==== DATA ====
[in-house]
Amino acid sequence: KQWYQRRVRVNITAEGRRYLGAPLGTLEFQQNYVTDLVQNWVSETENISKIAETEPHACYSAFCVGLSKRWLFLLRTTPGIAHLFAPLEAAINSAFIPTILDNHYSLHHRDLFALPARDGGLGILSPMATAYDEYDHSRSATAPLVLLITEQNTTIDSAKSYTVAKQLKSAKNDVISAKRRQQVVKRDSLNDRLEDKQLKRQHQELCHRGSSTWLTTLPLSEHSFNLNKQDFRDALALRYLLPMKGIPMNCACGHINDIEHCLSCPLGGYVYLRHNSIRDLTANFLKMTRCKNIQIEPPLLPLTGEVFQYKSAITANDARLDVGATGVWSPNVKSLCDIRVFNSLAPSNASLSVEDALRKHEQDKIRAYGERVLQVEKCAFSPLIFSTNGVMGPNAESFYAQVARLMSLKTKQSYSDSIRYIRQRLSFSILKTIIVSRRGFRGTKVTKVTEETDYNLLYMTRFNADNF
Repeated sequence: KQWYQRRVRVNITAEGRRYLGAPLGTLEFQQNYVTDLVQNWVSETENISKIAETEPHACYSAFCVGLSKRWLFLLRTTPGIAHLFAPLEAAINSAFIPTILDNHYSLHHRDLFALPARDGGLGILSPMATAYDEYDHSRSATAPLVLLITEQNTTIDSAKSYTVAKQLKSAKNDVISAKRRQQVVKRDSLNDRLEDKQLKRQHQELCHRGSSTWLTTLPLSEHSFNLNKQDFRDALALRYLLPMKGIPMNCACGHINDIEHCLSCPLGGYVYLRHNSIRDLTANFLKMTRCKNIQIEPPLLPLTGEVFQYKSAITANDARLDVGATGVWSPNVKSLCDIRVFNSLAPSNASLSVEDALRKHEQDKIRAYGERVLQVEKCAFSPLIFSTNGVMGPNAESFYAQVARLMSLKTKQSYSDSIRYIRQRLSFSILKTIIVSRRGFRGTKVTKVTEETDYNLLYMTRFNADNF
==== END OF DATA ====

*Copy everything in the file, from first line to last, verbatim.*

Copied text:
[in-house]
Amino acid sequence: KQWYQRRVRVNITAEGRRYLGAPLGTLEFQQNYVTDLVQNWVSETENISKIAETEPHACYSAFCVGLSKRWLFLLRTTPGIAHLFAPLEAAINSAFIPTILDNHYSLHHRDLFALPARDGGLGILSPMATAYDEYDHSRSATAPLVLLITEQNTTIDSAKSYTVAKQLKSAKNDVISAKRRQQVVKRDSLNDRLEDKQLKRQHQELCHRGSSTWLTTLPLSEHSFNLNKQDFRDALALRYLLPMKGIPMNCACGHINDIEHCLSCPLGGYVYLRHNSIRDLTANFLKMTRCKNIQIEPPLLPLTGEVFQYKSAITANDARLDVGATGVWSPNVKSLCDIRVFNSLAPSNASLSVEDALRKHEQDKIRAYGERVLQVEKCAFSPLIFSTNGVMGPNAESFYAQVARLMSLKTKQSYSDSIRYIRQRLSFSILKTIIVSRRGFRGTKVTKVTEETDYNLLYMTRFNADNF
Repeated sequence: KQWYQRRVRVNITAEGRRYLGAPLGTLEFQQNYVTDLVQNWVSETENISKIAETEPHACYSAFCVGLSKRWLFLLRTTPGIAHLFAPLEAAINSAFIPTILDNHYSLHHRDLFALPARDGGLGILSPMATAYDEYDHSRSATAPLVLLITEQNTTIDSAKSYTVAKQLKSAKNDVISAKRRQQVVKRDSLNDRLEDKQLKRQHQELCHRGSSTWLTTLPLSEHSFNLNKQDFRDALALRYLLPMKGIPMNCACGHINDIEHCLSCPLGGYVYLRHNSIRDLTANFLKMTRCKNIQIEPPLLPLTGEVFQYKSAITANDARLDVGATGVWSPNVKSLCDIRVFNSLAPSNASLSVEDALRKHEQDKIRAYGERVLQVEKCAFSPLIFSTNGVMGPNAESFYAQVARLMSLKTKQSYSDSIRYIRQRLSFSILKTIIVSRRGFRGTKVTKVTEETDYNLLYMTRFNADNF